Well, the honeymoon is over. The peaceful days after my release from the hospital are gone as I have been gradually weaned off most of my meds. That numb oblivion has been replaced by my harsh reality. I am coming back to the realization that my life is a mess and I have no idea how to fix it. But at least this time I am determined to try. I will not go back to the lie I was living before. It nearly killed me.
Joel has been pretty much all business with the exception of a few times when he snuck up to my room at night and lay next to me in my bed. He rarely says anything but sometimes he cries quietly beside me. When I try to talk to him his response is always the same, “Just get better.” I don’t have the heart to tell him that “getting better” is exactly what I am doing and I don’t think he is going to like it. His sadness weighs heavily on me nonetheless.
Jill is really my only girl friend. She makes me laugh and I feel hopeful when we are together. I am a social pariah pretty much anywhere else. One time I decided I was up for some company so I went with Nora to The Club to drop the kids off for their tiny-tot tennis lessons (because every pre-schooler needs to play tennis). I sat in the lounge for the few minutes it took her to get them where they needed to be and in that time not a single soul spoke to me. Those who knew me practically ran for the hills, averting their eyes and changing course so they wouldn’t have to pass me. Even the staff didn’t bother. Where in the past I would have a friendly and eager, “Good afternoon, Mrs.” as I entered or, “Can I get you anything, Mrs? Your non-fat latte?” Today there was just silence injected with a palpable nervous energy.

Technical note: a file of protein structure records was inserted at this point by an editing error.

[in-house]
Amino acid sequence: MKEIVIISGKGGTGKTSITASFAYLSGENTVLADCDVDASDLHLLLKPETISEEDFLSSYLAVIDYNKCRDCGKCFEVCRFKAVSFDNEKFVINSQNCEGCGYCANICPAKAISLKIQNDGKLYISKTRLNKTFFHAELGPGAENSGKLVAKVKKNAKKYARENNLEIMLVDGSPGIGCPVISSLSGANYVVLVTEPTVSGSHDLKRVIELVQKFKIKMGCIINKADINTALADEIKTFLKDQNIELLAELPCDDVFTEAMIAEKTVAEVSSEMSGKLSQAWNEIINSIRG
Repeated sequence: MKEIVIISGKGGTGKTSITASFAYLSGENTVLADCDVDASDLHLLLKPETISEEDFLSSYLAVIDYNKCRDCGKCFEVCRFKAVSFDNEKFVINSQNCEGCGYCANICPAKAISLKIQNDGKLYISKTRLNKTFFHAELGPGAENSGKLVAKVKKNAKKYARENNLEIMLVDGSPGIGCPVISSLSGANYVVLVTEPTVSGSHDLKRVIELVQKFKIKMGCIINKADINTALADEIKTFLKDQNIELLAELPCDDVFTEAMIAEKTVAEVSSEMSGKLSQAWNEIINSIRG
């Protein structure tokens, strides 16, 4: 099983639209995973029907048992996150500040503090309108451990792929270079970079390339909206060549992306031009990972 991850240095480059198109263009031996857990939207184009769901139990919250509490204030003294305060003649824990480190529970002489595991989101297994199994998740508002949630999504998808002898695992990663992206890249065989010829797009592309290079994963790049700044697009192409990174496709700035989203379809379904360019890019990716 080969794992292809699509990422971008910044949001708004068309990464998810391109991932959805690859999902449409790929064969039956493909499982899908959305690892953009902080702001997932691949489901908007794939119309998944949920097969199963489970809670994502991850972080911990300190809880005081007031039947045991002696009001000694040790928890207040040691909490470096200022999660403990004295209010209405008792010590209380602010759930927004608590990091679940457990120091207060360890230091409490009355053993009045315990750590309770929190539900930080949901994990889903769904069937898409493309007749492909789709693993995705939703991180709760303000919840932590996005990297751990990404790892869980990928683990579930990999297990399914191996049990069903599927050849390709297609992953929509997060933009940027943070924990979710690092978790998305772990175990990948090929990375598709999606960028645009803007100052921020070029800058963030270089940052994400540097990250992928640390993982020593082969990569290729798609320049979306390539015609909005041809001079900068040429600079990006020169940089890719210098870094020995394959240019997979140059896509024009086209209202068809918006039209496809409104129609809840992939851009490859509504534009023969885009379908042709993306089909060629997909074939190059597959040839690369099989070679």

Obviously I haven’t gone back since.
Sometimes I spend time looking at myself in the mirror and I am surprised that I like what I see. I am skinny and my hair is long. It is now, mostly, its natural dull blonde with streaks of gray. I am pale. But in my jeans and t-shirt, hair in a ponytail, I see myself clearly for the first time ever. I may not look glamourous or rich but I look real. This gives me strength and comfort.
Sometimes on our Sunday visits Jill drops me off at a little coffee shop downtown. We don’t talk about it at all. It is against the rules but she does it for me. During that time I am myself for one whole hour. Occasionally I spend that hour alone but usually I don’t. Usually I walk in and back to the booth in the far corner where he is waiting for me. Jackson is tucked in with a coffee and scone and the weekend paper. I slip in beside him and I can breathe again. Some weeks he has brought me books or information on support groups or career counseling. Other weeks he holds me as I cry, unburdening myself and sorting through my complex feelings.
When it is time to leave I unravel my legs from his, kiss him softly on the cheek and stand tall and strong as I walk away.